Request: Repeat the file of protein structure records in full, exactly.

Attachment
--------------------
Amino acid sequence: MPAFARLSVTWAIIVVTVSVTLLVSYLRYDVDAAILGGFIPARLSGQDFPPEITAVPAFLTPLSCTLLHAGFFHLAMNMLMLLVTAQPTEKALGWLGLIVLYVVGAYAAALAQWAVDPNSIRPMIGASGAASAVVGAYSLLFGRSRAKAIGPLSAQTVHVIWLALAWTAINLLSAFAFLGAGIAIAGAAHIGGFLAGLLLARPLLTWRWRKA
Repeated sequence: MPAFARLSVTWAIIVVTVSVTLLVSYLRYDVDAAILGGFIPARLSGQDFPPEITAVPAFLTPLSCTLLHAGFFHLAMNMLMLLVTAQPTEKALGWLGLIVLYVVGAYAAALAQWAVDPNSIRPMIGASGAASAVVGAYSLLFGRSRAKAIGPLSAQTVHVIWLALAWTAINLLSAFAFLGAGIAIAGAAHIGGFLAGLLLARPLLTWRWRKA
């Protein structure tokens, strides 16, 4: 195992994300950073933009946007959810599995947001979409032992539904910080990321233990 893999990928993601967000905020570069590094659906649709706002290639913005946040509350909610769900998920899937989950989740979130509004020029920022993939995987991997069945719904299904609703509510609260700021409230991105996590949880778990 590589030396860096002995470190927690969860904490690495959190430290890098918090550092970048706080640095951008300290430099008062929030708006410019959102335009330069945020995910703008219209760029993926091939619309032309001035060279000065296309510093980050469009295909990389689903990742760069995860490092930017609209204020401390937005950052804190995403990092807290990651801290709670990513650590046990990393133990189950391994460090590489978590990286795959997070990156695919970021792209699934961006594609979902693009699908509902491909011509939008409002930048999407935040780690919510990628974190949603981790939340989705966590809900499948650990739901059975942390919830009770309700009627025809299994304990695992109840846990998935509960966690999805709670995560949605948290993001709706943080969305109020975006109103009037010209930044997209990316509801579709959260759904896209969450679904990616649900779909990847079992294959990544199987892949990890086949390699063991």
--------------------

Amino acid sequence: MPAFARLSVTWAIIVVTVSVTLLVSYLRYDVDAAILGGFIPARLSGQDFPPEITAVPAFLTPLSCTLLHAGFFHLAMNMLMLLVTAQPTEKALGWLGLIVLYVVGAYAAALAQWAVDPNSIRPMIGASGAASAVVGAYSLLFGRSRAKAIGPLSAQTVHVIWLALAWTAINLLSAFAFLGAGIAIAGAAHIGGFLAGLLLARPLLTWRWRKA
Repeated sequence: MPAFARLSVTWAIIVVTVSVTLLVSYLRYDVDAAILGGFIPARLSGQDFPPEITAVPAFLTPLSCTLLHAGFFHLAMNMLMLLVTAQPTEKALGWLGLIVLYVVGAYAAALAQWAVDPNSIRPMIGASGAASAVVGAYSLLFGRSRAKAIGPLSAQTVHVIWLALAWTAINLLSAFAFLGAGIAIAGAAHIGGFLAGLLLARPLLTWRWRKA
């Protein structure tokens, strides 16, 4: 195992994300950073933009946007959810599995947001979409032992539904910080990321233990 893999990928993601967000905020570069590094659906649709706002290639913005946040509350909610769900998920899937989950989740979130509004020029920022993939995987991997069945719904299904609703509510609260700021409230991105996590949880778990 590589030396860096002995470190927690969860904490690495959190430290890098918090550092970048706080640095951008300290430099008062929030708006410019959102335009330069945020995910703008219209760029993926091939619309032309001035060279000065296309510093980050469009295909990389689903990742760069995860490092930017609209204020401390937005950052804190995403990092807290990651801290709670990513650590046990990393133990189950391994460090590489978590990286795959997070990156695919970021792209699934961006594609979902693009699908509902491909011509939008409002930048999407935040780690919510990628974190949603981790939340989705966590809900499948650990739901059975942390919830009770309700009627025809299994304990695992109840846990998935509960966690999805709670995560949605948290993001709706943080969305109020975006109103009037010209930044997209990316509801579709959260759904896209969450679904990616649900779909990847079992294959990544199987892949990890086949390699063991």